Dread, yearning, identity, intrigue, the lethal chemistry between secular doubt and Islamic fanaticism–these are the elements that Orhan Pamuk anneals in this masterful, disquieting novel. An exiled poet named Ka returns to Turkey and travels to the forlorn city of Kars. His ostensible purpose is to report on a wave of suicides among religious girls forbidden to wear their head-scarves. But Ka is also drawn by his memories of the radiant Ipek, now recently divorced. Amid blanketing snowfall and universal suspicion, Ka finds himself pursued by figures ranging from Ipek’s ex-husband to a charismatic terrorist. A lost gift returns with ecstatic suddenness. A theatrical evening climaxes in a massacre. And finding god may be the prelude to losing everything else. Touching, slyly comic, and humming with cerebral suspense, Snow is of immense relevance to our present moment.
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Orhan Pamuk’s novel My Name Is Red won the 2003 IMPAC Dublin Literary Award. His work has been translated into more than twenty languages. He lives in Istanbul.Excerpt. © Reprinted by permission. All rights reserved.:
The silence of snow, thought the man sitting just behind the bus driver. If this were the beginning of a poem, he would have called the thing he felt inside him the silence of snow.
He’d boarded the bus from Erzurum to Kars with only seconds to spare. He’d just come into the station on a bus from Istanbul—a snowy, stormy, two-day journey—and was rushing up and down the dirty wet corridors with his bag in tow, looking for his connection, when someone told him the bus for Kars was leaving immediately.
He’d managed to find it, an ancient Magirus, but the conductor had just shut the luggage compartment and, being “in a hurry,” refused to open it again. That’s why our traveler had taken his bag on board with him; the big dark-red Bally valise was now wedged between his legs. He was sitting next to the window and wearing a thick charcoal coat he’d bought at a Frankfurt Kaufhof five years earlier. We should note straightaway that this soft, downy beauty of a coat would cause him shame and disquiet during the days he was to spend in Kars, while also furnishing a sense of security.
As soon as the bus set off, our traveler glued his eyes to the window next to him; perhaps hoping to see something new, he peered into the wretched little shops and bakeries and broken-down coffeehouses that lined the streets of Erzurum’s outlying suburbs, and as he did it began to snow. It was heavier and thicker than the snow he’d seen between Istanbul and Erzurum. If he hadn’t been so tired, if he’d paid a bit more attention to the snowflakes swirling out of the sky like feathers, he might have realized that he was traveling straight into a blizzard; he might have seen at the start that he was setting out on a journey that would change his life forever and chosen to turn back.
But the thought didn’t even cross his mind. As evening fell, he lost himself in the light still lingering in the sky above; in the snowflakes whirling ever more wildly in the wind he saw nothing of the impending blizzard but rather a promise, a sign pointing the way back to the happiness and purity he had known, once, as a child. Our traveler had spent his years of happiness and childhood in Istanbul; he’d returned a week ago, for the first time in twelve years, to attend his mother’s funeral, and having stayed there four days he decided to take this trip to Kars. Years later, he would still recall the extraordinary beauty of the snow that night; the happiness it brought him was far greater than any he’d known in Istanbul. He was a poet and, as he himself had written—in an early poem still largely unknown to Turkish readers—it snows only once in our dreams.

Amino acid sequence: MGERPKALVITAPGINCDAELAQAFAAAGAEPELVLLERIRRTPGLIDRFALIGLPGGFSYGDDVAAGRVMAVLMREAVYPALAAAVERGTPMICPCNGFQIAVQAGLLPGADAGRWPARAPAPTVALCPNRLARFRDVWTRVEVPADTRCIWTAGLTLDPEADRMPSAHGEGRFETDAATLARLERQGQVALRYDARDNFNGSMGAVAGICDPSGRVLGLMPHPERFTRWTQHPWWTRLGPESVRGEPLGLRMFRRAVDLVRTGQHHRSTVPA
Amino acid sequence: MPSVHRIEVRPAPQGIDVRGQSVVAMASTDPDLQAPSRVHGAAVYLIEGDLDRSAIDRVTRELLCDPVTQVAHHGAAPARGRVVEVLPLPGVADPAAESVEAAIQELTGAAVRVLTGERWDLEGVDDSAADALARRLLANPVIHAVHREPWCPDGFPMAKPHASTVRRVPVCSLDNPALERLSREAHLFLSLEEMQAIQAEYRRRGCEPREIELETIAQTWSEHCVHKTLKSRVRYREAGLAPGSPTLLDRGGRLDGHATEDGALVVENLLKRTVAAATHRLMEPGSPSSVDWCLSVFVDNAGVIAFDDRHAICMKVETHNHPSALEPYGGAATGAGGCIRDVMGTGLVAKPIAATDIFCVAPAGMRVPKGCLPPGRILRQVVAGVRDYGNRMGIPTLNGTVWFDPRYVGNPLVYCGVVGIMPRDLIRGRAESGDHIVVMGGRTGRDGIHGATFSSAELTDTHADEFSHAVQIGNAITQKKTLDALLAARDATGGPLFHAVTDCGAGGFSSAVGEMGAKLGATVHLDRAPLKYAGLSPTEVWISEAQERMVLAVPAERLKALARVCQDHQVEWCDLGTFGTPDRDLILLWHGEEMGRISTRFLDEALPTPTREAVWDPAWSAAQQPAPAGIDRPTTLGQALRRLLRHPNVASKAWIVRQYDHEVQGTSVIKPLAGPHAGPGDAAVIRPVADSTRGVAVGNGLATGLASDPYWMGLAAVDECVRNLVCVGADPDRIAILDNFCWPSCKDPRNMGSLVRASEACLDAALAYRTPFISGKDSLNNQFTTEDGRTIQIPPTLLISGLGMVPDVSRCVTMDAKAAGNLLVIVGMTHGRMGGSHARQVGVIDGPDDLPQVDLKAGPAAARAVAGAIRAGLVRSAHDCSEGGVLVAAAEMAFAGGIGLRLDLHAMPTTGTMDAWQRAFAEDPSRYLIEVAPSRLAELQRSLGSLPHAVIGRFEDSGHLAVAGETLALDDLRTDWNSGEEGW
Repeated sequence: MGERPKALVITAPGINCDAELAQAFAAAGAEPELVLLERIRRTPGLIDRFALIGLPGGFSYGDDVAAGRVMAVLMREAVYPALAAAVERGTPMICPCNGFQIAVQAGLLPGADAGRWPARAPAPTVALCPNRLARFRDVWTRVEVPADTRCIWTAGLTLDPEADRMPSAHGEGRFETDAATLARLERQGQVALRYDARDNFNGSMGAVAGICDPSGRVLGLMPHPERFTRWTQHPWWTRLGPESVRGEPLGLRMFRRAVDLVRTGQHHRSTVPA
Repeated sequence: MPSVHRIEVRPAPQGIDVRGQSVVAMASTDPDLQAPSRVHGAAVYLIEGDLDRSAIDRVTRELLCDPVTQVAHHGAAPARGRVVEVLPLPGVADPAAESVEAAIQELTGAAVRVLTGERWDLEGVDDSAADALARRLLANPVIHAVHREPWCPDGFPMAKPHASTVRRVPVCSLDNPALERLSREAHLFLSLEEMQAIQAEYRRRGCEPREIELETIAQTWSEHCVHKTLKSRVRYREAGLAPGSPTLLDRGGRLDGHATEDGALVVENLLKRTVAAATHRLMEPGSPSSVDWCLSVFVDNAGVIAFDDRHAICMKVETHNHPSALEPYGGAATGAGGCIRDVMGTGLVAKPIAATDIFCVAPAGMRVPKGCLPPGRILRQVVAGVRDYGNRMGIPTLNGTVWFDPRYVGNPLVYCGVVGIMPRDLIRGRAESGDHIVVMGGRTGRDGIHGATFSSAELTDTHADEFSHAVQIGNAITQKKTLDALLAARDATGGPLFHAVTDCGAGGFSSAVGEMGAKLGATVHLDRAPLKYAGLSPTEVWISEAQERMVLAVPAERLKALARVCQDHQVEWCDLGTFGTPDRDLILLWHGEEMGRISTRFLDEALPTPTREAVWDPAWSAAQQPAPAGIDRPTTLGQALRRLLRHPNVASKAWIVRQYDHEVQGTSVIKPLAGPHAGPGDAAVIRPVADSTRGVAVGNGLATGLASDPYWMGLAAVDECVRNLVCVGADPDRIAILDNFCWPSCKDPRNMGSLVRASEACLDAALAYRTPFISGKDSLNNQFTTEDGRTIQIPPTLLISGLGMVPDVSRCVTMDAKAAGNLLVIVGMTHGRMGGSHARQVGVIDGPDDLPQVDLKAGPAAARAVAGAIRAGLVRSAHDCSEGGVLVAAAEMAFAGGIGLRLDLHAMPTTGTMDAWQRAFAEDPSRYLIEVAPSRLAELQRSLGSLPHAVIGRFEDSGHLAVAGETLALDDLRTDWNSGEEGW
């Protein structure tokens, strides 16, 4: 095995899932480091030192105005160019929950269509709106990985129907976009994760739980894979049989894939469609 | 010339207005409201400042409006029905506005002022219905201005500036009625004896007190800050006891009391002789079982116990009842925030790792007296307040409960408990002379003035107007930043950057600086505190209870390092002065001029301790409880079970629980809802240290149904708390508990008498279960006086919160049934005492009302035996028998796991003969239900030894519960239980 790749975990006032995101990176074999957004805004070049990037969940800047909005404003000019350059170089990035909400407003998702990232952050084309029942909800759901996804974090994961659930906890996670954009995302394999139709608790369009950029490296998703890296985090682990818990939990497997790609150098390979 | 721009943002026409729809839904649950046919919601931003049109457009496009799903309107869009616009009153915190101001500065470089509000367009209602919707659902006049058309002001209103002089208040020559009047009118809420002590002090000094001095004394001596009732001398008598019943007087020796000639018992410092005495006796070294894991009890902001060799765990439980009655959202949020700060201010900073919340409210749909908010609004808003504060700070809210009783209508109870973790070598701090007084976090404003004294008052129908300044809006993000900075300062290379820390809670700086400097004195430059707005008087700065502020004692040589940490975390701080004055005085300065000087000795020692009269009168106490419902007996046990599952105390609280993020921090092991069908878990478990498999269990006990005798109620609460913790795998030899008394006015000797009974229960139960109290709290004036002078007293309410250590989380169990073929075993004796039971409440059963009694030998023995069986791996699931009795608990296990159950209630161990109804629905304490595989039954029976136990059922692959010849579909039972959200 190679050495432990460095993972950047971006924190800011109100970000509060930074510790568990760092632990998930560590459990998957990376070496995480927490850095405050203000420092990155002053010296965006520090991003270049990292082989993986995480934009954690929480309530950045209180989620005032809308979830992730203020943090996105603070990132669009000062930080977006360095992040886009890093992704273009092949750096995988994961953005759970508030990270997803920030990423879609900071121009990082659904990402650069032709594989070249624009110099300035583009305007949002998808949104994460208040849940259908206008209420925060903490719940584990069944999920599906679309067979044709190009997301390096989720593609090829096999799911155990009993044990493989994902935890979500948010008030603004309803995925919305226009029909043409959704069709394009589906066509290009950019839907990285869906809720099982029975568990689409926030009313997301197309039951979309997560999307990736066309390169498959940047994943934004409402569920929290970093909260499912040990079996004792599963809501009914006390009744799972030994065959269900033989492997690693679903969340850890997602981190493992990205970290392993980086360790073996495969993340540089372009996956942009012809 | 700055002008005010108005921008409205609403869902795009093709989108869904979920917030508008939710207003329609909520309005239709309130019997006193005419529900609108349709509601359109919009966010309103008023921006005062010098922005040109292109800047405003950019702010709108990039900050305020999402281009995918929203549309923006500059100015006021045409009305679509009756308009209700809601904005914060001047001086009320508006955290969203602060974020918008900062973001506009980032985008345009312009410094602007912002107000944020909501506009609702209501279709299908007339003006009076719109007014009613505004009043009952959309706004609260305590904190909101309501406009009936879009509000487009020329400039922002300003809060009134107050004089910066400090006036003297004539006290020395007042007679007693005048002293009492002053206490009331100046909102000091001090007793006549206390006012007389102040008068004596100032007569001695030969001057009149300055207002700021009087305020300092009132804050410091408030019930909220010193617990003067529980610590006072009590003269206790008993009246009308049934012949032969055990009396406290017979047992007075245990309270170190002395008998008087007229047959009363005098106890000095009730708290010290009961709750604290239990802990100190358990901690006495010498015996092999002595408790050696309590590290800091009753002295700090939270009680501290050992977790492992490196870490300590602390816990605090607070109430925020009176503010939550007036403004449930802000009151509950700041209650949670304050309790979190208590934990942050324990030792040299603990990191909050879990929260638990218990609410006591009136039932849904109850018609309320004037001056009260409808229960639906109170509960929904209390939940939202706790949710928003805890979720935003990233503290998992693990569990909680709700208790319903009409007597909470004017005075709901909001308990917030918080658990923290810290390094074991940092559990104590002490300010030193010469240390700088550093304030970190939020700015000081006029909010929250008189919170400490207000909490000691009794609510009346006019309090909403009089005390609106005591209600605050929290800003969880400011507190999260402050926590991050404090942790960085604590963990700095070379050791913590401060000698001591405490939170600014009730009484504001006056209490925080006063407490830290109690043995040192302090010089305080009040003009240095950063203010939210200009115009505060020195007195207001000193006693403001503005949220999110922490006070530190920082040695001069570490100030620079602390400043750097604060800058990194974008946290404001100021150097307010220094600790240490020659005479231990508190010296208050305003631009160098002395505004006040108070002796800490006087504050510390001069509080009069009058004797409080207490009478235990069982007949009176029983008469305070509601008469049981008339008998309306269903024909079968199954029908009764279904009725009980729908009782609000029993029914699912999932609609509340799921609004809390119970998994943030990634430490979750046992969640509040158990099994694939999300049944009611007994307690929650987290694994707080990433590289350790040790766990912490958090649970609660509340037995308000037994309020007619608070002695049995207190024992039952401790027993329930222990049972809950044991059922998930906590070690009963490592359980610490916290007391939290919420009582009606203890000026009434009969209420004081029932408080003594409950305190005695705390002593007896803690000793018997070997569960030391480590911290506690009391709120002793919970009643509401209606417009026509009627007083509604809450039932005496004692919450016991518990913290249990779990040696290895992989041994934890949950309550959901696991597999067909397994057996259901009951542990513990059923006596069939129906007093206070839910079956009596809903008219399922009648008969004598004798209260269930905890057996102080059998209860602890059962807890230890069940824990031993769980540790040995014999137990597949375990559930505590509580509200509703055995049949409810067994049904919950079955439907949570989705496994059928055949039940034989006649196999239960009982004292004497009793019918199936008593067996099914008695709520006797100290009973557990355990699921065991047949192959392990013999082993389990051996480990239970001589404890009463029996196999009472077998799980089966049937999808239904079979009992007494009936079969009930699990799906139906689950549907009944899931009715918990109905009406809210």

As he watched the snow fall outside his window, as slowly and silently as the snow in a dream, the traveler fell into a long-desired, long-awaited reverie; cleansed by memories of innocence and childhood, he succumbed to optimism and dared to believe himself at home in this world. Soon afterward, he felt something else that he had not known for quite a long time and fell asleep in his seat.
Let us take advantage of this lull to whisper a few biographical details. Although he had spent the last twelve years in political exile in Germany, our traveler had never been very much involved in politics. His real passion, his only thought, was for poetry. He was forty-two years old and single, never married. Although it might be hard to tell as he curled up in his seat, he was tall for a Turk, with brown hair and a pale complexion that had become even paler during this journey. He was shy and enjoyed being alone. Had he known what would happen soon after he fell asleep—with the swaying of the bus his head would come to lean first on his neighbor’s shoulder and then on the man's chest—he would have been very much ashamed. For the traveler we see leaning on his neighbor is an honest and well-meaning man and full of melancholy, like those Chekhov characters so laden with virtues that they never know success in life. We’ll have a lot to say about melancholy later on. But as he is not likely to remain asleep for very long in that awkward position, suffice it for now to say that the traveler’s name is Kerim Alakusoglu, that he doesn’t like this name but prefers to be called Ka (from his initials), and that I’ll be doing the same in this book. Even as a schoolboy, our hero stubbornly insisted on writing Ka on his homework and exam papers; he signed Ka on university registration forms; and he took every opportunity to defend his right to continue to do so, even if it meant conflict with teachers and government officials. His mother, his family, and his friends all called him Ka, and, having also published some poetry collections under this name, he enjoyed a small enigmatic fame as Ka, both in Turkey and in Turkish circles in Germany.